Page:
All Plants Are Communicating And These Sensors Let Us Hear What They’re Saying

A group of Italian, British and Spanish researchers are working on developing a network of microsensors that can be embedded in plants, sending us information on how plants respond to changes in temperature, humidity, air pollution, chemicals and many other changes in their environment.

It’s been known for a while that plants have a way of communicating with one another. With these sensors, researchers will be able to tap into those electrical signals and decode what those messages are saying about the environment and how plants are reacting to it.

The project called PLEASED (PLants Employed As SEnsing Devices) has already raised €1.07 million ($1.46 million) in EU funding.

One of the researchers, Stefano Mancuso, described the technology as a Rosetta stone for plants.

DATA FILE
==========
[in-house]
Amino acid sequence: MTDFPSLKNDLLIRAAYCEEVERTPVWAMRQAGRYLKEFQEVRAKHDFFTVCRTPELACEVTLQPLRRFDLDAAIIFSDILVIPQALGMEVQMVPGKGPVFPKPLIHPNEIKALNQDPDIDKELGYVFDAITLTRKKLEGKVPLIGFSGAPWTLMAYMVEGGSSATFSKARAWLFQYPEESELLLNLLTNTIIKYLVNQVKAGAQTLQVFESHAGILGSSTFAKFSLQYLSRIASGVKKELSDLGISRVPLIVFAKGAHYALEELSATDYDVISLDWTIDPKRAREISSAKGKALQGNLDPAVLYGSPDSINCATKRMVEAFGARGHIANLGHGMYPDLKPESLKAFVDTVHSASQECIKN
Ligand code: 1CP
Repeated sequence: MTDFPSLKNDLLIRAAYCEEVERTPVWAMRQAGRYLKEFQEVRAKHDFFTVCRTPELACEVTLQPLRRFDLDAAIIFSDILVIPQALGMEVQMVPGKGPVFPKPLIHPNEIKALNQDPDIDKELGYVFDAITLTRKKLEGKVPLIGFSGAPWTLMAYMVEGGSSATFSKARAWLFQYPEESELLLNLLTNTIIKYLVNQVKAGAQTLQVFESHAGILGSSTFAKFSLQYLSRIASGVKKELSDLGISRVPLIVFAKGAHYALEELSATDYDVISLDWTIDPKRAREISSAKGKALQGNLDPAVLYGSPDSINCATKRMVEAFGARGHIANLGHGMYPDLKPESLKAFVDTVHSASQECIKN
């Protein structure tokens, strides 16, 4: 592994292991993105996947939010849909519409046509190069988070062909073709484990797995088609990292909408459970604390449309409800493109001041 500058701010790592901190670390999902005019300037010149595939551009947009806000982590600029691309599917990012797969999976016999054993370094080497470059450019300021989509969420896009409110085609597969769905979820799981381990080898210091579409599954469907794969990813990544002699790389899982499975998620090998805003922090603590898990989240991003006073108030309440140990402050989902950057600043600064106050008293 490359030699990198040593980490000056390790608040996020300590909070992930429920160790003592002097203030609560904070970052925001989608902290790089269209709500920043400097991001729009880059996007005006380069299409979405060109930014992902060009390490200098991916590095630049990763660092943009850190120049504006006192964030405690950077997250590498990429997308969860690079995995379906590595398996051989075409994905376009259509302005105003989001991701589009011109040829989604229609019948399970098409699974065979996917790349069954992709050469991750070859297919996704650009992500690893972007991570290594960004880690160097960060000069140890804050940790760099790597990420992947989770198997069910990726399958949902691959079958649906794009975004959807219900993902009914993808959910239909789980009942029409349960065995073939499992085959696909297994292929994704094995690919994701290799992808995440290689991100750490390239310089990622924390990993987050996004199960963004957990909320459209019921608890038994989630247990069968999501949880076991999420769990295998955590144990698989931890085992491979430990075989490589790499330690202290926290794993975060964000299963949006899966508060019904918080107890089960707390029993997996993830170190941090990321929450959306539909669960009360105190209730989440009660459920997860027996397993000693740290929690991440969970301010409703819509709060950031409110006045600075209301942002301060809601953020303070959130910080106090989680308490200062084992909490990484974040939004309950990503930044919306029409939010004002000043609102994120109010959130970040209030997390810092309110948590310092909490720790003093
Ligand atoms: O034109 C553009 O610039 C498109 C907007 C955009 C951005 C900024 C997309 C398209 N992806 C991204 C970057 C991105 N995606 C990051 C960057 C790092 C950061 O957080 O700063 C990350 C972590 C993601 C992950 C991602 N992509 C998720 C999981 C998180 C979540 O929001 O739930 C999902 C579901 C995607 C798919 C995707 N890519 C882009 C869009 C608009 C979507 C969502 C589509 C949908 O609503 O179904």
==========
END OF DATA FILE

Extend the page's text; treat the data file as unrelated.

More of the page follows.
“A digital network and a powerful algorithm transforms each tree into an environmental informer. A single tree will be able to give information about several environmental parameters simultaneously.

“But using traditional sensors, as is currently the case in environmental monitoring stations, means using one sensor for each parameter, which is very expensive,” he said.

What’s even cooler about this project is that all of the technology and data is completely open. The researchers are using low-cost, readily-available components (like Arduino) in the hope that everyone, from nature-lovers to farmers, will be able to make their own plant sensors and add to the community of information that is being collected.

All of the data analyzed by the project is also freely available so that people can have greater insight into how plants react to things like changing temperatures or certain fertilizers.

This isn’t the first marriage of plants and technology. This tiny environmental sensor project is also geared toward use on leaves and other small surfaces and the PLANTOID project is making robots that mimic plant-specific behaviors for gathering information through soil monitoring and exploration.

By Megan Treacy, Tree Hugger;